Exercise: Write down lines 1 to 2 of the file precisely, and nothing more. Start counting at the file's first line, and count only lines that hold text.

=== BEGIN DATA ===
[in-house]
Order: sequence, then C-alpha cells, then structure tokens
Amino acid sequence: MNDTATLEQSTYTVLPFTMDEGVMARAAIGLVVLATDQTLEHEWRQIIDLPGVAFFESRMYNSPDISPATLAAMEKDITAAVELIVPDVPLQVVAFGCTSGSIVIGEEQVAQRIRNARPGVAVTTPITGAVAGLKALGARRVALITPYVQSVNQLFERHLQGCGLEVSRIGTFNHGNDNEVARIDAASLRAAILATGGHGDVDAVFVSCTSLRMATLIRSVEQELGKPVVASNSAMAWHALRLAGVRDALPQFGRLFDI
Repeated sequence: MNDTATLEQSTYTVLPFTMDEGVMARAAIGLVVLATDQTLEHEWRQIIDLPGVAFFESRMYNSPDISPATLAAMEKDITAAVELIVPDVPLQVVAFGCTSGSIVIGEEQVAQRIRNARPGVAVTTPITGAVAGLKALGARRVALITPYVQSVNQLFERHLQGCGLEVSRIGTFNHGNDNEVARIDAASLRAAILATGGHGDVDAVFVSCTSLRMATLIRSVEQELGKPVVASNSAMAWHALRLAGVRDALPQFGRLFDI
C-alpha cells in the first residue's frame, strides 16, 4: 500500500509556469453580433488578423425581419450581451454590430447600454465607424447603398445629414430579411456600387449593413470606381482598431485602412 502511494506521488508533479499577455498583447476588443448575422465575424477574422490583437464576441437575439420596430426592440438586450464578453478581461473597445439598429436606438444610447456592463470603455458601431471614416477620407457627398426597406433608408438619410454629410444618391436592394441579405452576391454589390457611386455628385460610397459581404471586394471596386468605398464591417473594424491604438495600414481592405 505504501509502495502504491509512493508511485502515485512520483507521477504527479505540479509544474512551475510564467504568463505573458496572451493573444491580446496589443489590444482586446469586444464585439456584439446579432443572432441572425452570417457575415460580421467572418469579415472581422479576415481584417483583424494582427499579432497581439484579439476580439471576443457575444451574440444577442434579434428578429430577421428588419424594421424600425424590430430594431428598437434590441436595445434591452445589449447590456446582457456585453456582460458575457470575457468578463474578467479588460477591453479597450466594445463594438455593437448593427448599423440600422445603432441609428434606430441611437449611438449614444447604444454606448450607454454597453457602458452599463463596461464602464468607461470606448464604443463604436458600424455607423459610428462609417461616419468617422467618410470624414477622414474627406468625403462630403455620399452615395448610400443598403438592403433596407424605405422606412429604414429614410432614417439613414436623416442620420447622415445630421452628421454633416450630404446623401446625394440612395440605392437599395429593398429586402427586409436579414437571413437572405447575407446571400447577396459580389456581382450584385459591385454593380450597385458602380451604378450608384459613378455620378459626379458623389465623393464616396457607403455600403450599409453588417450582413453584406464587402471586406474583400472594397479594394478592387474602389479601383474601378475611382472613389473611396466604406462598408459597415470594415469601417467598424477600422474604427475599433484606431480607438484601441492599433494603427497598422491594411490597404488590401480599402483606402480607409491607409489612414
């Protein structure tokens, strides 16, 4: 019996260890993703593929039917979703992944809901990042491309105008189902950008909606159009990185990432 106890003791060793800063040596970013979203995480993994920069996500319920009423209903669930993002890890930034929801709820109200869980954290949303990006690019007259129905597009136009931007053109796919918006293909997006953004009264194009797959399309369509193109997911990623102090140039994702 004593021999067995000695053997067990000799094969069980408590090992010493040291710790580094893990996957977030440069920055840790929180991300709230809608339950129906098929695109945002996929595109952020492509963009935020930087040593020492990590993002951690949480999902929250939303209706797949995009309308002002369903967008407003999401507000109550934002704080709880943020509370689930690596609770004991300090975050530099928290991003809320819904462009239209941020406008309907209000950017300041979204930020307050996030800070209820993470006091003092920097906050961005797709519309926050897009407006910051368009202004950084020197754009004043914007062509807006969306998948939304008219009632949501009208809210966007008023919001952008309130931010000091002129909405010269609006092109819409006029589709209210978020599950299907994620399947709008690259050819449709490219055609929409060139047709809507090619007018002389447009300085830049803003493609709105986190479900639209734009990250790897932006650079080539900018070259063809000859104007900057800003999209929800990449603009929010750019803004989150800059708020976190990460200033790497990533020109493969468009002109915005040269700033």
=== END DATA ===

[in-house]
Order: sequence, then C-alpha cells, then structure tokens